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Climate Change vs Terrorism and the Costs of Inaction

Jim Baird's picture
Owner, Thermodynamic Geoengineering

inventor,Method and apparatus for load balancing trapped solar energy Ocean thermal energy conversion counter-current heat transfer system Global warming mitigation method Nuclear Assisted...

  • Member since 2018
  • 370 items added with 469,486 views
  • May 20, 2013

At the turn of this century drought set in in the American Southwest, which persists to this day.

Without water, all living things cease to exist.

Even as the Southwest and other parts of the planet are parched by a warming planet, other parts are saturated by moisture that originally was evaporated from overheating dry latitudes and the oceans.  

The resultant storms and flooding also extinguishes lives.

September 11, 2001, four passenger airliners carrying 227 passengers and crew were hijacked by 19 Al Qaeda terrorists. Two of the planes, were crashed into the North and South towers of the World Trade Center in New York City, which subsequently collapsed killing 2,606.

A third plane was crashed into the Pentagon killing 125 and the fourth was crashed into a field near Shanksville, Pennsylvania, after its passengers tried to overcome the hijackers.

Nine days later President Bush declared a “War on Terror”.

The New York Times 10 year retrospective estimated the cost to America of 9/11 was $3.3 trillion.

According to the New York City comptroller’s office report one year after 9/11 the cost of replacing destroyed and damaged property totaled $55 billion. Included in this figure however was $29 billion for loss of life and injury thus the actual physical damage was $26 billion or 0.79% of the total cost of the War on Terror 10 years in.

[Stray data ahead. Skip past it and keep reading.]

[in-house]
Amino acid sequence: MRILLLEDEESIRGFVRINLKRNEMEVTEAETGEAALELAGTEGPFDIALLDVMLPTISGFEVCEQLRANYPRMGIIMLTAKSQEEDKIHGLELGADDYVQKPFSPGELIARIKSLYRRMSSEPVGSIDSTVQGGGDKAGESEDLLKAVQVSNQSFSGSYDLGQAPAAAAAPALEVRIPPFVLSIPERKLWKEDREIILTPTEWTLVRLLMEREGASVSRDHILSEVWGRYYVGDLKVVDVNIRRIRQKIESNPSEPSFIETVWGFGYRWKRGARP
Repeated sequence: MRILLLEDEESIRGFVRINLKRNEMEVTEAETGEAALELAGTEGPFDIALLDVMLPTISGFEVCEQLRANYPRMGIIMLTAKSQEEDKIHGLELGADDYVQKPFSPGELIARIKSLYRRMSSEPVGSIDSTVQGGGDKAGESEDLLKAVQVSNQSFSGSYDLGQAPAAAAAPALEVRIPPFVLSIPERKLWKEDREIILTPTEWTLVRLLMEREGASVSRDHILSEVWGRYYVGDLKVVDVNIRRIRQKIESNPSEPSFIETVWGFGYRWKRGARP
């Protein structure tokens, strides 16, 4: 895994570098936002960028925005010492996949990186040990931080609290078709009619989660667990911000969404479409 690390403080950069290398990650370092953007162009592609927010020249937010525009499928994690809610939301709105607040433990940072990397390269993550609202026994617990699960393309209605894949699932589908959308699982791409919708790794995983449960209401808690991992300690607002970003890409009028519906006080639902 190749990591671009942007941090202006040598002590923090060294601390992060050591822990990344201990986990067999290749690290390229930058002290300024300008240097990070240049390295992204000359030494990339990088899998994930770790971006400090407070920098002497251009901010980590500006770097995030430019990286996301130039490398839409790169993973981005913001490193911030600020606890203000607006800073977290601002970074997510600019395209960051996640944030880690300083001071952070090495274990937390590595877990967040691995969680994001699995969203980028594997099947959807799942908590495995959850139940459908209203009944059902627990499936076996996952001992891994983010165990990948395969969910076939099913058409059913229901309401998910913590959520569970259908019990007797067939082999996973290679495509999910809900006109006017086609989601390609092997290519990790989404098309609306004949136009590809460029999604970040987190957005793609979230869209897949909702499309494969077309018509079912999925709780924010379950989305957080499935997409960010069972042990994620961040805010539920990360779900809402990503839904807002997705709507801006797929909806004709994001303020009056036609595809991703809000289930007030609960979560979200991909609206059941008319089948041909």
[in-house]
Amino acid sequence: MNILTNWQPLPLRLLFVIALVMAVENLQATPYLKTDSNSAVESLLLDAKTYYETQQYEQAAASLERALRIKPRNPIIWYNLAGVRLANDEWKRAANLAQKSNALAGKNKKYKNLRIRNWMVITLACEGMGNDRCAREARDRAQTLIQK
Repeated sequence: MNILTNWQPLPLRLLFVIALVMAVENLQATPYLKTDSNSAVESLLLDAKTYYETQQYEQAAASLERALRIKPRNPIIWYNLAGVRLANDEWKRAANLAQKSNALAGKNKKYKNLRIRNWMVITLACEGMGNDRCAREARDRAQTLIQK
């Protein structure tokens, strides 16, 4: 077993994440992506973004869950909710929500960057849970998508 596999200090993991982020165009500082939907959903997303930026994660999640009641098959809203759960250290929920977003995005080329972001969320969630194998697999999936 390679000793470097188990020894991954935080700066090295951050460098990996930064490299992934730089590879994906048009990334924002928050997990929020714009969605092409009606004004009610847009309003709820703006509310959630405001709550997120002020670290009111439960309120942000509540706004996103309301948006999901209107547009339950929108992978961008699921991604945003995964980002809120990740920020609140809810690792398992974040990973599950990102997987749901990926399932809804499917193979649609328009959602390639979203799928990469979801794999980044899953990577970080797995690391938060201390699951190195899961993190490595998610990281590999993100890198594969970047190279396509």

The balance of the $3.3 trillion was made up as follows:

Economic Impact

$123 billion

Homeland Security, Related Costs

589 billion

War Funding, Related Costs

* 1,649 Billion

Future War and Future Veterans’ Care

867 Billion


$3,228 Billion

* War Funding Costs were broken down as follows:


** $803 billion


402 billion


444 billion


$ 1,649 billion

** Nobel economics laureate Joseph Stiglitz claims the cost of the Iraq war alone could be almost 6 times higher but for the purposes of this article the lower number demonstrates the point, which is for every dollar in physical damage the terrorist did on 9/11 at least 100 times as much has been spent by the War on Terror to prevent a recurrence.

In 2005 Hurricane Katrina struck New Orleans killing at least 1,833 people while damaging and destroying $81 billion worth of property.

In response there was no declaration of war. Bill Gates and a number of co-inventors did however file five patent applications a few years later for a method of preventing a Katrina recurrence by pumping cold, deep-ocean water in the path of future storms.  

As Dr. Kevin Trenberth has pointed out, “There is a direct influence of global warming on precipitation. Increased heating leads to greater evaporation and thus surface drying, thereby increasing the intensity and duration of drought. However, the water holding capacity of air increases by about 7% per 1°C warming, which leads to increased water vapor in the atmosphere. Hence, storms, whether individual thunderstorms, extratropical rain or snow storms, or tropical cyclones, supplied with increased moisture, produce more intense precipitation events.”

Hurricanes form when the mean temperature of the oceans surface is greater than 26.8C. They dissipate when crossing over land or water that is 2C cooler.

The Gates proposal is to create this modifying cooling by pumping deep cold water to the surface in the path of a storm.

In 2010, Toshihiko Sakurai filed a patent application for a Sea Surface Cooling System Utilizing OTEC. He proposes generating mechanical power with ocean thermal energy conversion (OTEC) and using this to pump cool deep seawater upward for cooling the hot sea surface.